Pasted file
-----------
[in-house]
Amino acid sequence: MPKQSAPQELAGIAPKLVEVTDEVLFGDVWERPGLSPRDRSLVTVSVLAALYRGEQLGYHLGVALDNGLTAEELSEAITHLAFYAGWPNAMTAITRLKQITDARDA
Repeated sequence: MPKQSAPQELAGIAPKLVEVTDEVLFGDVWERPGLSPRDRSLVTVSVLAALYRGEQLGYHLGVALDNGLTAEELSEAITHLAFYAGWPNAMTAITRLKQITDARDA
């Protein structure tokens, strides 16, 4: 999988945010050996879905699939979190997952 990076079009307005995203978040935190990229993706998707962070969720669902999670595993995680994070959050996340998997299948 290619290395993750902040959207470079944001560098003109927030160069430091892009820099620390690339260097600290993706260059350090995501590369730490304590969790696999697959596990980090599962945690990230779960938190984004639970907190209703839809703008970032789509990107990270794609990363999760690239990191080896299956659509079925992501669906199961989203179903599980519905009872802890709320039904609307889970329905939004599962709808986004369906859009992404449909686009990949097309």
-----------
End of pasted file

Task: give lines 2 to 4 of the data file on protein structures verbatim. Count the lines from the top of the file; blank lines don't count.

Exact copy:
Amino acid sequence: MPKQSAPQELAGIAPKLVEVTDEVLFGDVWERPGLSPRDRSLVTVSVLAALYRGEQLGYHLGVALDNGLTAEELSEAITHLAFYAGWPNAMTAITRLKQITDARDA
Repeated sequence: MPKQSAPQELAGIAPKLVEVTDEVLFGDVWERPGLSPRDRSLVTVSVLAALYRGEQLGYHLGVALDNGLTAEELSEAITHLAFYAGWPNAMTAITRLKQITDARDA
């Protein structure tokens, strides 16, 4: 999988945010050996879905699939979190997952 990076079009307005995203978040935190990229993706998707962070969720669902999670595993995680994070959050996340998997299948 290619290395993750902040959207470079944001560098003109927030160069430091892009820099620390690339260097600290993706260059350090995501590369730490304590969790696999697959596990980090599962945690990230779960938190984004639970907190209703839809703008970032789509990107990270794609990363999760690239990191080896299956659509079925992501669906199961989203179903599980519905009872802890709320039904609307889970329905939004599962709808986004369906859009992404449909686009990949097309």